Digital Strategies for Attracting More Students

Online marketing is no longer about picking services like an entrée from a Chinese menu. Everything is now so codependent and interrelated, that with few exceptions, individual strategies won’t stand on their own.

Search rankings effect traffic. Visitor engagement influence search rankings. Social media traffic signals search engines. Content influences search and visitor engagement. Reviews effect conversions. Your website architecture effects your sites “stickiness”. And your calls-to-action affects your enrollment pipeline.

Many of our school clients initially approach us about SEO (Search Engine Optimization) thinking it’s a specific thing, and a singular goal. The reality is, SEO is just one important piece among many important pieces.

Authors Note: Our guide: “25 Website ‘Must Haves’ for Schools” is free to schools and educators, and you can download your own copy at the end of this article.

How Do the Pieces fit Together?

Search Engine Optimization: Google try’s to emulate human behavior, and if human beings appear to be interested in your schools’ site, so will Google. SEO is the culmination of many things… some more important than others. In fact, Google has over 200 different ranking factors in their ranking algorithms. You can’t just “do” SEO without doing many different things. Driving traffic to your website is extremely important, but then what?

User-Centric Website: All roads lead to your school’s website. Search, social, online and offline activities will typically funnel everyone to your website. Sending perfectly good traffic to a perfectly mediocre website will be disappointing to you and your audience. Your website is a destination, and the most likely place where your next best customer will act on your call-to-action.

Your website doesn’t have to be fancy, but it does have to be built with purpose, and with your audience in mind. You can do so much better than an information dump on a series of brochure pages. You can give a parent or student a feel for your schools culture.

Content: Google looks at your content to see if you match each search query. Google is smart, but if you don’t write extensively about what parents and students are looking for, how will Google know what you do? If you aren’t writing about what parents are searching for, why would Google display you in their search results?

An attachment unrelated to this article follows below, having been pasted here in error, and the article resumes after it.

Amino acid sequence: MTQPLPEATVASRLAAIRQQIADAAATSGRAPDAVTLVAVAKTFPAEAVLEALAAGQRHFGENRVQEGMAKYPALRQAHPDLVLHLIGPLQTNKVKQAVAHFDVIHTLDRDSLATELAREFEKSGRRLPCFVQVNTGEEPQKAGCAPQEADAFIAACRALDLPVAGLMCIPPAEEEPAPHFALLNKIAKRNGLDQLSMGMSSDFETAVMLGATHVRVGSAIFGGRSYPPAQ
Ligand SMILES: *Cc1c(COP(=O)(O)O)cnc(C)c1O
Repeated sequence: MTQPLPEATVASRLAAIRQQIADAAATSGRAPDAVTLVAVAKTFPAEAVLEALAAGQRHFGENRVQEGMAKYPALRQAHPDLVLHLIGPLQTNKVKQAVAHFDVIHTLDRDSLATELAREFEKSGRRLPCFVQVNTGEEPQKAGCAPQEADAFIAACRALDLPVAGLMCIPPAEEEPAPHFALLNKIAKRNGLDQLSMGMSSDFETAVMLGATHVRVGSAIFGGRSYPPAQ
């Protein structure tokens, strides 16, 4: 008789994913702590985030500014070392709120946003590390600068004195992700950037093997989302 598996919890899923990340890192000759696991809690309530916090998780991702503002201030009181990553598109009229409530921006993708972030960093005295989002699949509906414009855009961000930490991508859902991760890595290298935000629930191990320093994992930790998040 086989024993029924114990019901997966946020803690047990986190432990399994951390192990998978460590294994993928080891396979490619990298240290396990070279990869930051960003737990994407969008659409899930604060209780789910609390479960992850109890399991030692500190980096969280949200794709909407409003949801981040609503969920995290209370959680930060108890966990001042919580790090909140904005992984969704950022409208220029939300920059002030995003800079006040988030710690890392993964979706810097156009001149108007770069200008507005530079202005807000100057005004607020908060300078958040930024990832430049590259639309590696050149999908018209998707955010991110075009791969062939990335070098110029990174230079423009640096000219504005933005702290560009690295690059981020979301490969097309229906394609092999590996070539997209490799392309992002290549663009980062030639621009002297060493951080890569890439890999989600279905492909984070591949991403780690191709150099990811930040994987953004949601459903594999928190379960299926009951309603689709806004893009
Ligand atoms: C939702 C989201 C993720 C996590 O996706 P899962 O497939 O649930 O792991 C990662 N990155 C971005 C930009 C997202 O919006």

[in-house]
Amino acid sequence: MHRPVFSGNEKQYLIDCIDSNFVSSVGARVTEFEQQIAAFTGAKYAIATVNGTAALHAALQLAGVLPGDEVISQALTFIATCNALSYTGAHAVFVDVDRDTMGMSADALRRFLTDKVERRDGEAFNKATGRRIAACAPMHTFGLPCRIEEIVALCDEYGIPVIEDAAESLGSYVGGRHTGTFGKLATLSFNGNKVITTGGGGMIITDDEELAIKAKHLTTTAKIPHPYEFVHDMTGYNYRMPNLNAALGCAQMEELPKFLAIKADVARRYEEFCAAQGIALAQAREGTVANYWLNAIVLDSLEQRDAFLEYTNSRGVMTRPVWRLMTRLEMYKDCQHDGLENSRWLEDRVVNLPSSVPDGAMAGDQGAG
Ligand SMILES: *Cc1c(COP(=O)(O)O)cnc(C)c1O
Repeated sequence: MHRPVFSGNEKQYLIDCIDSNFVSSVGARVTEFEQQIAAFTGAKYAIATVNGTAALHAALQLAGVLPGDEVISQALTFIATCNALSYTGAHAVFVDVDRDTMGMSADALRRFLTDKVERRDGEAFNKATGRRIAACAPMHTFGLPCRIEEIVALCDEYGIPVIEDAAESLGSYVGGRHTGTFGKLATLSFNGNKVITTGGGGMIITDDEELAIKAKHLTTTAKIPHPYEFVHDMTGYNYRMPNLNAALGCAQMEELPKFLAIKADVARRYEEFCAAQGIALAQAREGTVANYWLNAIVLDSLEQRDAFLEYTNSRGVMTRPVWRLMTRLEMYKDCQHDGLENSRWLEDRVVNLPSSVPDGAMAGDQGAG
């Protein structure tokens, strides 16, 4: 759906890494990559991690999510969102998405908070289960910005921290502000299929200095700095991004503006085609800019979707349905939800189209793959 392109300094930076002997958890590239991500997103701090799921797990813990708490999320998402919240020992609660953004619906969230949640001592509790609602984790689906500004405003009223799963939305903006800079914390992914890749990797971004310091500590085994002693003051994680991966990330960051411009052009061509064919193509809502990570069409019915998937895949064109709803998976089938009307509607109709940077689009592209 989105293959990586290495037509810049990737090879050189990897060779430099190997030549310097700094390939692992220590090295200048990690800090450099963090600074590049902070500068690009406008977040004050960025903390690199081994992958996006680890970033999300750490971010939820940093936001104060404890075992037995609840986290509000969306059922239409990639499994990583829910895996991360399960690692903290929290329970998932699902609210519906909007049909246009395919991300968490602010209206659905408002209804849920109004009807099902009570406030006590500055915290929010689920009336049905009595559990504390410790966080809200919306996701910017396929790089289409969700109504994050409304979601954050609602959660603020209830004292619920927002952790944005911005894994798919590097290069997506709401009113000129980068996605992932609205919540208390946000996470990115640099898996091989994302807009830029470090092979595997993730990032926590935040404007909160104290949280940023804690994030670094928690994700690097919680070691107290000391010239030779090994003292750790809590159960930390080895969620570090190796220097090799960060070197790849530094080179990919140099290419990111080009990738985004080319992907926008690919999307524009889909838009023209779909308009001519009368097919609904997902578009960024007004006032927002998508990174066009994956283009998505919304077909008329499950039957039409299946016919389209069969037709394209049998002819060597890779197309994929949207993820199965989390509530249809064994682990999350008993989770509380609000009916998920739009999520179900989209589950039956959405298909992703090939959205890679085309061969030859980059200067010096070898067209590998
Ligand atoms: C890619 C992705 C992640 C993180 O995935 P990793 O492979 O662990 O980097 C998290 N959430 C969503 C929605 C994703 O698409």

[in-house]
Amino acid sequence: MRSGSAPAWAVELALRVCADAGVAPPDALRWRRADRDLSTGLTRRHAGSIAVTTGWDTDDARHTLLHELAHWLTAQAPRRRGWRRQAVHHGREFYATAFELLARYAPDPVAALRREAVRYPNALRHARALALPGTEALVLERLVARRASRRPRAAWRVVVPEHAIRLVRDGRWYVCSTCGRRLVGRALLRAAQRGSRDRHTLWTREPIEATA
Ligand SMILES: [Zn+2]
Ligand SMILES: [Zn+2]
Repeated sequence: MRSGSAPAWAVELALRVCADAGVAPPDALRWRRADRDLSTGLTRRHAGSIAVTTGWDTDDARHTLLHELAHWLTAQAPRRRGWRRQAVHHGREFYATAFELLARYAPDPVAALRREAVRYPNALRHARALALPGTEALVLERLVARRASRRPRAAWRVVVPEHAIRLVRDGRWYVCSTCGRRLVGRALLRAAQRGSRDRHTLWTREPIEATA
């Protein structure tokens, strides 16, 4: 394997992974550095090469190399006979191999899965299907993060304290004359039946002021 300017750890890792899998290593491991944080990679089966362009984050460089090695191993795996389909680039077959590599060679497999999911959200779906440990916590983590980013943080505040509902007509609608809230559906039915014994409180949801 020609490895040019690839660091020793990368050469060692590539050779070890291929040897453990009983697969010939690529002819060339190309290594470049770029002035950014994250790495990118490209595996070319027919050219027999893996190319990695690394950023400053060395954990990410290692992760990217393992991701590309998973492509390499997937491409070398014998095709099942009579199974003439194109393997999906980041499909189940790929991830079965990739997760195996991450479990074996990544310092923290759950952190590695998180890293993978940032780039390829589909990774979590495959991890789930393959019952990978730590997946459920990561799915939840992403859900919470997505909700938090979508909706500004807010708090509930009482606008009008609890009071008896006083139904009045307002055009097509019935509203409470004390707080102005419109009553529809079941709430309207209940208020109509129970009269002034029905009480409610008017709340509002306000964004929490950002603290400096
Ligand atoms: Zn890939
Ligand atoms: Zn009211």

Time on Site: Are visitors staying on your website long enough to show interest? Just writing content based on keywords to attract search engines isn’t sustainable. If human beings don’t find your content interesting, neither will Google. If you can keep parents on your site for any length of time, that signals Google that you have something interesting to offer.

Page Depth: Are parents and students visiting multiple pages on your site? When someone goes to one page on your website and quickly leaves, that’s called a “bounce”. That’s a negative signal that you probably don’t have much to offer. When you lead a visitor down a path (presumably towards a specific call-to-action) Search engines view that as engagement, and you get credit for being interesting…or at least relevant.

Customer Reviews: Getting visitors to your website is half the battle, but converting them into enrollments is the goal. Parents want to know that you’ve made other parents and students happy. Whomever has the best reputation wins. Period.

Lead Nurturing: Not everyone is ready the first time they visit your website. Big decisions and big ticket items take patience and persistence. Lead Nurturing is an advanced strategy, but one that pays dividends if done professionally.

Off-site Traffic: Are visitors coming from other sources? One of the more misunderstood factors is how Social Media plays into your search rankings. Google doesn’t give you credit for “Likes” and “Shares”, however they do give you credit for engagement on your website that stems from Social Sources. This is called “Social Signals”.

Social Signals, an Example: Suppose that you’re responsible for enrollments at your school. You write a blog post about “The 10 Signs Your Child is Being Bullied at School”. You’re not currently recognized by Google as an authoritative website, so your blog post doesn’t show up in the search results.

Suppose now, you write a “snippet” or “teaser” promoting the post, and syndicate it out through various social media (multiple times). You do a good job, and entice parents of school aged children to click on the link and go to your website to read the full blog posts.

The blog post is well written, and the reader stays on that page for several minutes as they read through the article. Then, perhaps they click on another link on the page and investigate more of your website.

What just happened? Well you just brought someone from the comfort of their Facebook or Twitter or (insert social media here) page, and they spent time on your site and found it intriguing enough to view multiple pages. You just “signaled” Google that you have something interesting to offer. These are called “Social Signals”.

Here’s what Doesn’t Work

Driving good traffic to a poor website doesn’t work. Having a great website that gets no traffic doesn’t work. Being a social media superstar with no plan to harvest the attention doesn’t work. Getting everything else right, but having no reviews, or poor reviews doesn’t work. What works is a full 360◦ strategy that that takes control of your consumer’s entire experience.

Want to learn more about driving traffic, leads & students to your website?

If you would like some hints about how to properly leverage your schools biggest marketing asset, you are welcome to download our guide: “25 Website ‘Must Haves’ for Schools”. It’s easy to read, and it’s free for schools and educators.

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